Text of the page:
Keith Vaz calls for London university visa decision

London Metropolitan University London Metropolitan University says it has lost £10m waiting to find whether it can recruit overseas students

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A leading MP is calling on the Home Office to urgently clarify whether a London university will be allowed to teach and recruit overseas students.

Keith Vaz, chairman of the home affairs select committee, wants a decision over London Metropolitan University's licence to sponsor overseas students.

The licence was suspended, but with only weeks before term, the university does not know if it will be reinstated.

The university's head, Malcolm Gillies, says the delay is "hugely worrying".

The UK Border Agency (UKBA) has said that no decision has been reached.

'Urgent'

If the university's right to sponsor overseas students is withdrawn, it is also expected to affect existing overseas students, who might have to find places at other universities, with this year's admissions already closed for many courses.

Mr Vaz has written to Immigration Minister Damian Green asking for clarification over whether the university is going to lose its "highly trusted sponsor" status.

While supporting efforts to "clamp down on the abuse of student visas", Mr Vaz said: "For the sake of this university and others, especially at this time of year, I hope the minister will urgently clarify the situation."

London Metropolitan had its highly trusted sponsor status suspended in July - which prevented it from being allowed to recruit overseas students.

The UKBA says it will not comment on why the licence was suspended - but a newspaper report says that the university had been accused of being a "threat to immigration control", a claim denied by the university.

But with the new term approaching, there has been no decision on whether the licence will be revoked or reinstated.

The university's vice chancellor Malcolm Gillies said the continuing doubt was "hugely worrying" for the university students and staff.

Professor Gillies also warned of the damage to the wider UK higher education sector as it competed with other countries to recruit overseas students.

"What message will it send abroad?" he said.

Anxiety

Although there have been other suspensions, so far no UK university has been fully stripped of its ability to recruit overseas students.

As well as stopping the university from accepting new applications, losing the licence could also affect thousands of existing overseas students at the university, who might be in their second or third years.

Start Quote

This situation is already costing real students real money and real distress”

End Quote Liam Burns NUS president

According to the information published by the UKBA, if a university has its licence withdrawn, overseas students would only have permission to stay in the UK for 60 days.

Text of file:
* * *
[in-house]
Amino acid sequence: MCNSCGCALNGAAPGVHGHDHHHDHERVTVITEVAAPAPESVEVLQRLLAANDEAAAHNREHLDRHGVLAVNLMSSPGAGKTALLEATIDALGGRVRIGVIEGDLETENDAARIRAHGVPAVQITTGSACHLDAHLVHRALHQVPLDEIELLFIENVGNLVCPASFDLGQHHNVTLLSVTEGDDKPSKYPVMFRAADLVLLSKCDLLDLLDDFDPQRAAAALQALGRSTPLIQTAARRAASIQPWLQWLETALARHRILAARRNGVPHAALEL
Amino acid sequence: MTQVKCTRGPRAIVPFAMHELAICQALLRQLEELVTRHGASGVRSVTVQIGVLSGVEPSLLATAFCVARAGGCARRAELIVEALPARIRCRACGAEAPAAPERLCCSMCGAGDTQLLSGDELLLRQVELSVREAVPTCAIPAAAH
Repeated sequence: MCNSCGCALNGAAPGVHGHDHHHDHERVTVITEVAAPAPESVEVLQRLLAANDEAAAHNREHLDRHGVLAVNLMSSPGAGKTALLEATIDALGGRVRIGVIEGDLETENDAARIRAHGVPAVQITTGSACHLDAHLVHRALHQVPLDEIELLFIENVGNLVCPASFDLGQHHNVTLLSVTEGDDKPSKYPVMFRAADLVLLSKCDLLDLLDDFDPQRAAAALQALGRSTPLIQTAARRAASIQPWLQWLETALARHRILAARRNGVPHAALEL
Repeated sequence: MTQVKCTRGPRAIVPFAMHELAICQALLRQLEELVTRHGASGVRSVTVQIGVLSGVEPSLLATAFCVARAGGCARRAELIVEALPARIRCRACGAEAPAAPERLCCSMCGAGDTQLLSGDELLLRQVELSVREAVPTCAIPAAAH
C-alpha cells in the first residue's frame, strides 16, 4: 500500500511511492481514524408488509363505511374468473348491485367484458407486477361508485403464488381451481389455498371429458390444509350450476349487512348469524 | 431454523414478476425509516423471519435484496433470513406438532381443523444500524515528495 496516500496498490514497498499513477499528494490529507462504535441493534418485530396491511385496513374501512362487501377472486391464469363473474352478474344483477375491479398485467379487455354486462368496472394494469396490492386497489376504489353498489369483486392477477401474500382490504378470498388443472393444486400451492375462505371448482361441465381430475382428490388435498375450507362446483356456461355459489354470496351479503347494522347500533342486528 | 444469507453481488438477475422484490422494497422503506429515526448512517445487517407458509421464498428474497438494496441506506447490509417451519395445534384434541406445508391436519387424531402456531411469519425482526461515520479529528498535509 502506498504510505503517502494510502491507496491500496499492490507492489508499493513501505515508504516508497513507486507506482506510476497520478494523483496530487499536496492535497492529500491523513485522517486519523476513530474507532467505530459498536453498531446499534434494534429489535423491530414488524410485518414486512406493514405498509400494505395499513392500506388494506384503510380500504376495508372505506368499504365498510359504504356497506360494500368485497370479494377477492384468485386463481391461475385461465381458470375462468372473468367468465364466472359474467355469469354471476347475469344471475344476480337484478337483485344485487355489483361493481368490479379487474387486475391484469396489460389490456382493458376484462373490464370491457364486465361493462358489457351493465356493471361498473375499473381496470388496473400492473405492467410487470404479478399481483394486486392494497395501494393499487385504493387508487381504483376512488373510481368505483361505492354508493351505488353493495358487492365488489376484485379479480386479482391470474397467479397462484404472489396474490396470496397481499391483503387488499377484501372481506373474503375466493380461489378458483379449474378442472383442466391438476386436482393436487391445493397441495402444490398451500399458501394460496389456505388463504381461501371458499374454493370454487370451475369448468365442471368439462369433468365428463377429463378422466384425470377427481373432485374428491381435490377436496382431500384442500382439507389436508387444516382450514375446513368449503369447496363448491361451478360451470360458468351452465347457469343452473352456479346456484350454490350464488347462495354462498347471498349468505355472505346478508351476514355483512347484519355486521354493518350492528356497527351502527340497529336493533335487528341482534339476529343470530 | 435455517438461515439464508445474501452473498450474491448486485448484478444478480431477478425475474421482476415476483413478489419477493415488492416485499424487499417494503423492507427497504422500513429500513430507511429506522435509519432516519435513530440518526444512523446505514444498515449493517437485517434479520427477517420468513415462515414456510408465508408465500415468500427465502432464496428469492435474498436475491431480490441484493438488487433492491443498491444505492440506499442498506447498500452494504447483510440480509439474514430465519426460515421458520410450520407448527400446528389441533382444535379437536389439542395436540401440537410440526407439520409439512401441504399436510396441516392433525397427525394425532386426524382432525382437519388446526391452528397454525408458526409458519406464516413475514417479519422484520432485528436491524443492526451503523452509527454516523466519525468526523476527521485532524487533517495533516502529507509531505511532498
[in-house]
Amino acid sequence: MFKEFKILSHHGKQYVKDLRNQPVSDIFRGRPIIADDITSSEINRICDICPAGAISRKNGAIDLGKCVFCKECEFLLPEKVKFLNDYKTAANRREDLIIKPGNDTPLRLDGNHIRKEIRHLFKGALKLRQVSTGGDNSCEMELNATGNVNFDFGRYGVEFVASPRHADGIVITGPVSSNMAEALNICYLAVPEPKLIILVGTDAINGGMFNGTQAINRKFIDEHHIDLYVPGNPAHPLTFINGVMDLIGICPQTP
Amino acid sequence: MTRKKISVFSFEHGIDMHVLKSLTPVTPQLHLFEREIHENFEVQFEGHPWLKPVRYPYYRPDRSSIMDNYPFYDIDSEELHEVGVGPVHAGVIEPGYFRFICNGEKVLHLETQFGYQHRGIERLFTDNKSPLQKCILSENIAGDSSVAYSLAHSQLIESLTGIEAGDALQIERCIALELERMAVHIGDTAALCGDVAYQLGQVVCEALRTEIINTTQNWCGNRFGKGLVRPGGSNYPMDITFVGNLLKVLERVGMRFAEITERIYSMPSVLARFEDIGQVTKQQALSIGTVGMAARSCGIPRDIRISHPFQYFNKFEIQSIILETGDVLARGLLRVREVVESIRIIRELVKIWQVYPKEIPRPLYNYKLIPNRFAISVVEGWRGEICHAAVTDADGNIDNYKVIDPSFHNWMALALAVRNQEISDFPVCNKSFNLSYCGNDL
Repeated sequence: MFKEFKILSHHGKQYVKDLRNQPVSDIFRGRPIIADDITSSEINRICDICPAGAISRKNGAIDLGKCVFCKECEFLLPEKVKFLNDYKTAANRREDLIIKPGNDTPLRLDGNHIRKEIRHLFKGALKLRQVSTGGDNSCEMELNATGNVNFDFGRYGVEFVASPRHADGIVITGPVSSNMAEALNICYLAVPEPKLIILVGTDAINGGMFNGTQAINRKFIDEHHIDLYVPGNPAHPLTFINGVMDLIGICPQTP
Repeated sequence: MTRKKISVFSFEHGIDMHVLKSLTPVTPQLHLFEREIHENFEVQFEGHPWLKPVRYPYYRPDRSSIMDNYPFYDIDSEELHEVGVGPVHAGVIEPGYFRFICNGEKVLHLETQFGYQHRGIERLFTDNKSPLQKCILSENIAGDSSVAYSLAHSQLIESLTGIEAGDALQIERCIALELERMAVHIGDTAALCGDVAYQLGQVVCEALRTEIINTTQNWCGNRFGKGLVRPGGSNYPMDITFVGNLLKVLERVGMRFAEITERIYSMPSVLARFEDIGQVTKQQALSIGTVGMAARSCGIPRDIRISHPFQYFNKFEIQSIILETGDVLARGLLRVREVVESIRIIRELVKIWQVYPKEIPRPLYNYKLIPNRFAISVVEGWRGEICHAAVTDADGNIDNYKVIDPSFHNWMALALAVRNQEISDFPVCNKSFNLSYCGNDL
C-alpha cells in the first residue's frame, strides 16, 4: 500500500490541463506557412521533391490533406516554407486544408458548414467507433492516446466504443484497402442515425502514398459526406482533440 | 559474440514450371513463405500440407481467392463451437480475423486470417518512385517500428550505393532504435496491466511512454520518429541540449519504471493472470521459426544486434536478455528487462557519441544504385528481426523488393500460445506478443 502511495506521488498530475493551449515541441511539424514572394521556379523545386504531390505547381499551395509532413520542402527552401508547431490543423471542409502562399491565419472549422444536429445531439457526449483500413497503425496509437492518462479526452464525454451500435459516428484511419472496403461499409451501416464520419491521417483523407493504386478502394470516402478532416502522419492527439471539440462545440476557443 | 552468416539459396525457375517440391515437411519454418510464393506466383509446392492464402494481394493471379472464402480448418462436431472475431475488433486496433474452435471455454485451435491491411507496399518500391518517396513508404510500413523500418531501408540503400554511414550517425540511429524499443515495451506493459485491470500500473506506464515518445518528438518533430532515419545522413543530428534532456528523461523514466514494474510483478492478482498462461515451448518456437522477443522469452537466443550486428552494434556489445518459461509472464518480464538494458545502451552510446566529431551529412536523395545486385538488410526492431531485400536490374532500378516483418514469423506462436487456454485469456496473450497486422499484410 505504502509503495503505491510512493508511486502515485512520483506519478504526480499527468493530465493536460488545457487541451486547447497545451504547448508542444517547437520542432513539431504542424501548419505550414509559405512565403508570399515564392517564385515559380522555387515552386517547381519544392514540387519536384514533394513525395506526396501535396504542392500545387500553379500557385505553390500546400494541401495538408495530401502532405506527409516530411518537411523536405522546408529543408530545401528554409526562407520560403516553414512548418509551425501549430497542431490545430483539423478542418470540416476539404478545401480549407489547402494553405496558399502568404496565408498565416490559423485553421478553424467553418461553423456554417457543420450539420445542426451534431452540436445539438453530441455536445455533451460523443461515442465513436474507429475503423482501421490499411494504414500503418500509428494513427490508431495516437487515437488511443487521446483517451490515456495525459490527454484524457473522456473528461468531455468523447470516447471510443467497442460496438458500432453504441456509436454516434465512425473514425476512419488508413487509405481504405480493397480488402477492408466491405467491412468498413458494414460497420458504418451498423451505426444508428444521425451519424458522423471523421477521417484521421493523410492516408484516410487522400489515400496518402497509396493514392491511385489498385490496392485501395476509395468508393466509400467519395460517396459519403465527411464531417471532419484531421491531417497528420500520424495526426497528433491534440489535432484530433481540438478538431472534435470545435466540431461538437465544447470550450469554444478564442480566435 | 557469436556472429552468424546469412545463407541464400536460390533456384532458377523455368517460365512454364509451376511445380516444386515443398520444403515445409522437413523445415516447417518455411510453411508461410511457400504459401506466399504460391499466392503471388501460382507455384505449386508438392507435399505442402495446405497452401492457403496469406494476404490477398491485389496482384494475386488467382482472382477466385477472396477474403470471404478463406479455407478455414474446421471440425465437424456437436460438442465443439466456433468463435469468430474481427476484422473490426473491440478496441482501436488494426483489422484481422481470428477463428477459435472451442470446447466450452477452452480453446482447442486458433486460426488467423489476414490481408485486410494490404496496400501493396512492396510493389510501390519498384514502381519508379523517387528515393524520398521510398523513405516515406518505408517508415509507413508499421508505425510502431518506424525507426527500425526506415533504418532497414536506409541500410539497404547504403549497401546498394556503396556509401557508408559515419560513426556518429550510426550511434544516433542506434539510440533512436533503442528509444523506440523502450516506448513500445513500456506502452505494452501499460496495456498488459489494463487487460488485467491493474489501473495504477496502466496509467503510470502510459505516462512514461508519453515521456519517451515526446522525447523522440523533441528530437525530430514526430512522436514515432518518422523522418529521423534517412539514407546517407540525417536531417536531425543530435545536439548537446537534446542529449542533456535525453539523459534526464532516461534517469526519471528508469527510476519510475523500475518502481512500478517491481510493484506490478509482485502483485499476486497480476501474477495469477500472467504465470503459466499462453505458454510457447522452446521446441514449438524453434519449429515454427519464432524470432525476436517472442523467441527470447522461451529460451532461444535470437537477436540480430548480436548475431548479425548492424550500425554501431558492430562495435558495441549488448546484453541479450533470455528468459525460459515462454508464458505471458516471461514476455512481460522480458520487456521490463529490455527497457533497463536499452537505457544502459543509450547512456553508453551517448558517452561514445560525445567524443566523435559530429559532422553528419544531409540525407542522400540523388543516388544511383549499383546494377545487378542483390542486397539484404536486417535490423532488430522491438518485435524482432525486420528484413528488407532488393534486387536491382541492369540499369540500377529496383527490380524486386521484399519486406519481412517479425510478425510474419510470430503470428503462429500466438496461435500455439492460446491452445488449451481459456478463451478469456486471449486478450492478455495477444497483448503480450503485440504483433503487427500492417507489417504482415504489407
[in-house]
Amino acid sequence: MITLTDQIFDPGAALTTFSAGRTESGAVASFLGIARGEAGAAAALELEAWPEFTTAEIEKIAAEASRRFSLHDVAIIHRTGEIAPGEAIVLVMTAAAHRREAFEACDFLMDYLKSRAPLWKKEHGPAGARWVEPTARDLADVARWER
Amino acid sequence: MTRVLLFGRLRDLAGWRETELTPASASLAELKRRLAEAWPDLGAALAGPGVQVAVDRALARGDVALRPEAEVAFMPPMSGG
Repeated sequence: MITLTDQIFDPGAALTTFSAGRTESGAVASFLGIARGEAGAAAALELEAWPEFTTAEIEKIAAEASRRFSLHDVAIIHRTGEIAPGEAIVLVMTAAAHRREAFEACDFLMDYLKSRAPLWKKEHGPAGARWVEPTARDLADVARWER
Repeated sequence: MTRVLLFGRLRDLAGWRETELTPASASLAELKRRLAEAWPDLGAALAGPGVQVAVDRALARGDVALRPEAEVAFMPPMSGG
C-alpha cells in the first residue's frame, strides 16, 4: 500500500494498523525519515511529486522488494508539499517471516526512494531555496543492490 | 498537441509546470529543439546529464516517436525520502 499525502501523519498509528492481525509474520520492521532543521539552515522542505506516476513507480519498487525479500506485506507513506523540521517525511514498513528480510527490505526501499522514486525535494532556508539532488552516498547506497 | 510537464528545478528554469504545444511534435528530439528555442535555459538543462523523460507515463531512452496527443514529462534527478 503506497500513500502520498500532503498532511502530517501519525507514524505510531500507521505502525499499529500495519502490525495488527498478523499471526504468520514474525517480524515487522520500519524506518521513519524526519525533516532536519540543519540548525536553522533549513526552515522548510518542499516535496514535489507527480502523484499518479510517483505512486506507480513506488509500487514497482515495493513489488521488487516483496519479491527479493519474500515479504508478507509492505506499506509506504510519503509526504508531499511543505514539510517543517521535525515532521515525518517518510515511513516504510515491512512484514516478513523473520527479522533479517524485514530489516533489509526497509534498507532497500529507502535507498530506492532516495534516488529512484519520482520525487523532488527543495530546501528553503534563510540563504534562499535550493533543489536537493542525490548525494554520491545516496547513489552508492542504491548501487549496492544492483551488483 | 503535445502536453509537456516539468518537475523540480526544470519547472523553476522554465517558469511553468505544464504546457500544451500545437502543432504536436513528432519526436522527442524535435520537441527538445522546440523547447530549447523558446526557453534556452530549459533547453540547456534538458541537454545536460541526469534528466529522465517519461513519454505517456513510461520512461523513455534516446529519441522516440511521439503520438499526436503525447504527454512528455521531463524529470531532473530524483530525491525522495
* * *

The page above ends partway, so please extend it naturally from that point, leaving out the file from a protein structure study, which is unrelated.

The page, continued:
During this time, students would have to find another university or college to sponsor them.

In the case of London Metropolitan this would affect about 2,700 current overseas students, who will have already paid for one or more years of a degree course.

Overseas students have become an important income for universities - and blocking their recruitment will have considerable financial implications.

The university has warned of a "growing £10m-plus hole" from the delay, which is continuing through the peak of the clearing process, when empty places are allocated.

Threat to courses

Professor Gillies says that the viability of many courses - both at London Metropolitan and other universities - depended on overseas students.

The withdrawal of overseas students would mean a considerable "re-configuring" of courses, he said.

There have been newspaper reports claiming that the licence was going to be withdrawn - but the UKBA says a final decision has not been made.

In response, Prof Gillies had said: "To learn that we might have our highly trusted sponsor status revoked via a newspaper, with the panic that this can cause for thousands of students, is outrageous."

A statement for the university said its priority was to provide advice to students and applicants "who have put their faith in our institution".

"They will need clear information on their options for future study and timelines for securing those options," it said.

The students' union at the university says it has received "hundreds of phone calls" from worried students and their families.

"They are really scared about their future. These genuine students, coming from different parts of the world, are in a miserable situation," said Adnan Pavel, vice president of the students' union at London Metropolitan.

The National Union of Students called for immediate clarification about the consequences for students "plunged into disarray" by reports the licence would be withdrawn.

"This situation is already costing real students, real money and real distress," said NUS president Liam Burns.

A statement from the UKBA said: "Any education provider has to meet strict standards, ensuring they provide high quality education, and take their immigration responsibilities seriously. We will not tolerate any abuse of the immigration system."

There has been a long-standing balancing act between financial pressures to recruit more overseas students and concerns student visas were being misused as a way of entering the UK.

University leaders have called for overseas students not to be included in the target to reduce migration figures, but this was rejected by ministers.

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